God Hates This Show: But Westboro Baptist Church Doesn't Seem to Mind
By Jerry Portwood
Photography by John Keon Photography
Erin Markey never expected she'd be doing God's work, but it turns out that's exactly what's happening—at least according to Shirley Phelps-Roper and the Westboro Baptist Church.
Markey, a searingly intense, queer-identified actress known for her edgy, alternative stage roles, is starring as a version of the firebrand mouthpiece in God Hates This Show this week in New York City. The satirical cabaret, written by John J. Caswell Jr., imagines the matriarch of the of the Kansas-based organization—known for its hate speech and homophobic protest signs—as recently deceased and consigned to Hell. During the course of rehearsals, Markey was freaked out when she began to receive tweets from Phelps-Roper, starting on her birthday in August, they continued through this week, when the show premiered.
"We hadn't gone into rehearsals yet, and I wasn't in this frame of mind joshing around about all this stuff," she explained. "I'm not interested in having a personal relationship with Shirley, but it feels really personal—the phenomenon of Shirley Phelps-Roper."
Markey also admitted during an interview a few days before the show opened on October 16 that it has been a struggle to fully inhabit such a negative persona. "The weirdest part about doing this, and it may seem really shallow, but I've never felt uglier in my entire life," she said. "There's something about the utilitarian way that Shirley dresses and the insane the way she wears her signs that gets inside your body. The messages themselves feel really ugly, especially the cavalier and dickish way she has of talking to people."
Unlike other occasions, when Westboro would have shown up in force to protest (such as Caswell's last play that imagined Phelps-Roper and Fred Phelps in fictional roles and was picketed by the group in Phoenix, Az.), this time the congregation is excited that they are performing songs that they wrote—such as "Death In Your Window," a re-written version of the Melissa Etheridge song "Come to My Window"—and are re-spinning it as if Markey and Caswell are getting God's message across.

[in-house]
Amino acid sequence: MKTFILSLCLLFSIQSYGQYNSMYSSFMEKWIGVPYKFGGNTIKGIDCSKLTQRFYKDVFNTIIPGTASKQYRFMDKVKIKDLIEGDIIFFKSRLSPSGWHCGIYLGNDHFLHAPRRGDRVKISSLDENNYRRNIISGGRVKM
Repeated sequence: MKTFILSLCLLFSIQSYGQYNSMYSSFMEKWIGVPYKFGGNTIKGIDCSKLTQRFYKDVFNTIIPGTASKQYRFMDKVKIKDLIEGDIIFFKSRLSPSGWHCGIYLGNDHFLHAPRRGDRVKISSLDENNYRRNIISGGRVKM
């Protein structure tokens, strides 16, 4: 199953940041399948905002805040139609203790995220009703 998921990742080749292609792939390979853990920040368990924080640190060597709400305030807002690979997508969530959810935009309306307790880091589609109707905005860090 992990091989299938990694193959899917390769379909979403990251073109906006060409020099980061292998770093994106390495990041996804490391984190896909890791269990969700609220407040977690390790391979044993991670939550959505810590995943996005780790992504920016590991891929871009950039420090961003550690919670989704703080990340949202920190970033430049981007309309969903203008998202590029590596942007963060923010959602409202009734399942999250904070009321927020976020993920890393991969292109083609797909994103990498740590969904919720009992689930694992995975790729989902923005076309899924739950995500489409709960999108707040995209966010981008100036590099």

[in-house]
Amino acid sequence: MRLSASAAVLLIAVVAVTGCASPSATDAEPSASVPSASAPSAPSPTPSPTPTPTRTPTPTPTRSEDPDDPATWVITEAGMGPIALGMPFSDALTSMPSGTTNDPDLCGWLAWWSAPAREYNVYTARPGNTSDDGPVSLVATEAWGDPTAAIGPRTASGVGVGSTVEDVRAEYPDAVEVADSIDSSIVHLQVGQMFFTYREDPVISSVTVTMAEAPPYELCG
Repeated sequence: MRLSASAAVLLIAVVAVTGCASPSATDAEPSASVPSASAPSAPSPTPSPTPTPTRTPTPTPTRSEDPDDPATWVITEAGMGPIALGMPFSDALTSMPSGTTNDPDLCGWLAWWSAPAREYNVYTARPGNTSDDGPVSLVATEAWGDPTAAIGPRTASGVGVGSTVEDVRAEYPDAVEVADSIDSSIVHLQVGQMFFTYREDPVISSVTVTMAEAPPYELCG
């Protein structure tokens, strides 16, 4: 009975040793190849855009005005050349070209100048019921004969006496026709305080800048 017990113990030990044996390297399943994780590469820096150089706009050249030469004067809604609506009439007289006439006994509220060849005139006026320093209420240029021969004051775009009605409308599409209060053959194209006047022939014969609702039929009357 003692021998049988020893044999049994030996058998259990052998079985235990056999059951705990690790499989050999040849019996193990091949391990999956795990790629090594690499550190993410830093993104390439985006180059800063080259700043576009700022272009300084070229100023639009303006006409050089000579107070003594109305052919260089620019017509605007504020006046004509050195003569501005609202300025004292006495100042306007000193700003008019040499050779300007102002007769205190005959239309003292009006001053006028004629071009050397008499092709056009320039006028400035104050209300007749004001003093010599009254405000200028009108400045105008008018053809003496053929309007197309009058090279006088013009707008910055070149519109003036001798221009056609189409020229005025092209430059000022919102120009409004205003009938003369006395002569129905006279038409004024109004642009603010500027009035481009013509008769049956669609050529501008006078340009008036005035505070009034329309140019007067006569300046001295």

"They actually think we're glorifying God by doing our show," Caswell said. "We're singing songs with their lyrics, that they deem as holy and from the mouth of God. Although they know that's not our intention, our byproduct."
In the short play, Markey sings the Westboro songbook—and is backed up by "demons" played to Anna Marquardt, Allison Guinn, and Adam Enright—and explains fictional childhood reasons why she transformed into the person she is today. Caswell said he finds the seductive rhetoric of the organization's hate speech dangerous, and it's one reason why he revisited the subject.
But Markey, in a moment that exemplifies her extreme empathetic insight as a performer, explained her own perspective on the subject: "The more I watched footage, the more I got to understand how the logic works and why they feel compelled to do what they're doing," she said. "I have a weird respect for the logic and passion behind the logic: because of their ability to go balls-to-wall for the things they believe in. I admire them, although obviously my belief system is very different."
Caswell made sure to clarify that "it wasn't meant to be militant or intended to send a message to Westboro or to react a certain way," but it's clearly been a learning process for everyone. So what's next after the play ends its short run? Caswell said there's already been interest from some people in Kansas City, who are more intimately affected by the church's vitriol on a daily basis. But the gorgeous Markey will certainly be ready to wash the ugly away.
God Hates This Show's short run continues through October 20, at HERE, in New York City.